• Belongings packed in Budweiser boxes
  • George Foreman Grills
  • Ikea furniture: it shows a disposable lifestyle
  • Cockroach smells
  • Those ugly bags you buy at the dollar store

Auction Hunters

The white-bearded auctioneer positions himself at the gates of the storage unit. “Good luck. Good hunting. Open ‘r up,” he tells the anxious group.

“It’s going to be a bloodbath,” Allen says. “I’m ready. I want to do some damage.”

The crowd is steered inside the storage unit building. Passing row after row of identically locked orange door storage units, each auction hunter gets roughly a minute to shine their flashlight inside the storage unit to determine whether the contents are worth bidding on. The faster they move away—the lower the quality of the items inside.

Allen notes out a large man getting an aerial view: “That guy brought his own stool.”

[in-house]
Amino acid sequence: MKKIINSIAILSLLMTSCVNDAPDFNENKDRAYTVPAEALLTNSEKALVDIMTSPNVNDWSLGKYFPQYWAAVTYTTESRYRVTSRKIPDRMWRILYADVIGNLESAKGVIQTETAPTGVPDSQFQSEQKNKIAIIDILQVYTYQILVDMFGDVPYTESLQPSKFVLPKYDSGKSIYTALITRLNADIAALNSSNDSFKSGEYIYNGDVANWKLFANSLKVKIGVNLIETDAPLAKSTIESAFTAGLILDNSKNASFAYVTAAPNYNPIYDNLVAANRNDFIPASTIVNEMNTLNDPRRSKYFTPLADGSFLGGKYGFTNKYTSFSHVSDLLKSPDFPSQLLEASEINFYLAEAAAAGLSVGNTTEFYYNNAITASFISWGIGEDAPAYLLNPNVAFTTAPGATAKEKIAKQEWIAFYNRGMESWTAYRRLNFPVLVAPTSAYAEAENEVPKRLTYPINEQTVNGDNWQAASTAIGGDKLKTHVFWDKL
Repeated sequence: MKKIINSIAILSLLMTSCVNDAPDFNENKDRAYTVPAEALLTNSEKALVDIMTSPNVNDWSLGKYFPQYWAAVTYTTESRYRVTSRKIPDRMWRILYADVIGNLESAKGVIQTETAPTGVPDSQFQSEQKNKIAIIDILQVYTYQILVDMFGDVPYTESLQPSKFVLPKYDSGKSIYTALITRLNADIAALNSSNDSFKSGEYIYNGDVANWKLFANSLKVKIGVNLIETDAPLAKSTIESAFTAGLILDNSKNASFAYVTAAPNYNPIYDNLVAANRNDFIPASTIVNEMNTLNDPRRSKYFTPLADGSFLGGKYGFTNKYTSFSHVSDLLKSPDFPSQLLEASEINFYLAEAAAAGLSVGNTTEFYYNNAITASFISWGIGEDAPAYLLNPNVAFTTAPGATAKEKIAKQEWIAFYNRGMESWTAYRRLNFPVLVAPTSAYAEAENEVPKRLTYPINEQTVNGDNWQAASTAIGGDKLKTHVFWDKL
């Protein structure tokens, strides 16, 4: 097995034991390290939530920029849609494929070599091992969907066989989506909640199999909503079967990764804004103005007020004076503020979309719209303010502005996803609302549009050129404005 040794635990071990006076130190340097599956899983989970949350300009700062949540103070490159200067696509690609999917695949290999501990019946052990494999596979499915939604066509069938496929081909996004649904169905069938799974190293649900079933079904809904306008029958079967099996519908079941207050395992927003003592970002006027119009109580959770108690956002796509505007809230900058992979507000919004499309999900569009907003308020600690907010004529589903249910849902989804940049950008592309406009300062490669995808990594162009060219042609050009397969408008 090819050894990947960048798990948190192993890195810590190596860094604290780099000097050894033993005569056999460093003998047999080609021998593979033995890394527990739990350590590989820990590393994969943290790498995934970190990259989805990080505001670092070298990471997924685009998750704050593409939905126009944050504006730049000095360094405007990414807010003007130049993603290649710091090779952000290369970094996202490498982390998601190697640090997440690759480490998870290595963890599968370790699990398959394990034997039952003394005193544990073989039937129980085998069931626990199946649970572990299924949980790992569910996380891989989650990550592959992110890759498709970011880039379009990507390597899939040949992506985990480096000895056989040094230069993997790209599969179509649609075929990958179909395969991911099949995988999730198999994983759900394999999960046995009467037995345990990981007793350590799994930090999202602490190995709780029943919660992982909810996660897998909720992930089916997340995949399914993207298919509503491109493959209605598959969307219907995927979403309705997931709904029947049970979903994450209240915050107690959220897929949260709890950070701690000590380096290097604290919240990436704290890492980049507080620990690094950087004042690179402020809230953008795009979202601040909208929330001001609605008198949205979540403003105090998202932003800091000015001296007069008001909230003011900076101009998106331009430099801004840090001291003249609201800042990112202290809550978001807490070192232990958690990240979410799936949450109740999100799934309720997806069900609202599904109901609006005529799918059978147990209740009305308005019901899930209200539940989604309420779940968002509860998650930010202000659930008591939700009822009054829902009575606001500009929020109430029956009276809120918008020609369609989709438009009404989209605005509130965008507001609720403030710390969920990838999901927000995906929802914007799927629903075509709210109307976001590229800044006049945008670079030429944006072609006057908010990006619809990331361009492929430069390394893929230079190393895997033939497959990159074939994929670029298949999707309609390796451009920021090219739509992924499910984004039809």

“That’s impressive,” Ton says.

Maneuvering with the pair to the front of the line, the storage unit’s contents looks like something from a deranged episode of Hoarders. Allen points out the notable red flags with his flashlight: “A Louis Vuiton box with papers inside—that’s always a bad sign. Three chairs, not four: you can’t sell them as a set. Dollar store spices inside a bag. Stuff packed in beer boxes. Rite Aid bags.”

The wheels in Allen’s head rotate a quick calculation. “That’s a washer and dryer. The Rockstar Energy Drink cooler shows the owner was a collector.
“My grandma used to have the same model,” Ton says, regarding the refrigerator.

“It’s a `70’s room.”

Hurling out an early bid to throw everyone off, this unit of crap sells for $1,400

“That’s $300 too much,” Allen reasons for not taking it. “The value wasn’t there—he bought junk.”

The other storage units are plain weird—one simply contains a hot water heater and nothing else. It looks like today is going to be a blowout. That is until we come to unit # 556. TV’s Auction Hunters confer; all eyes are on them.

auction hunters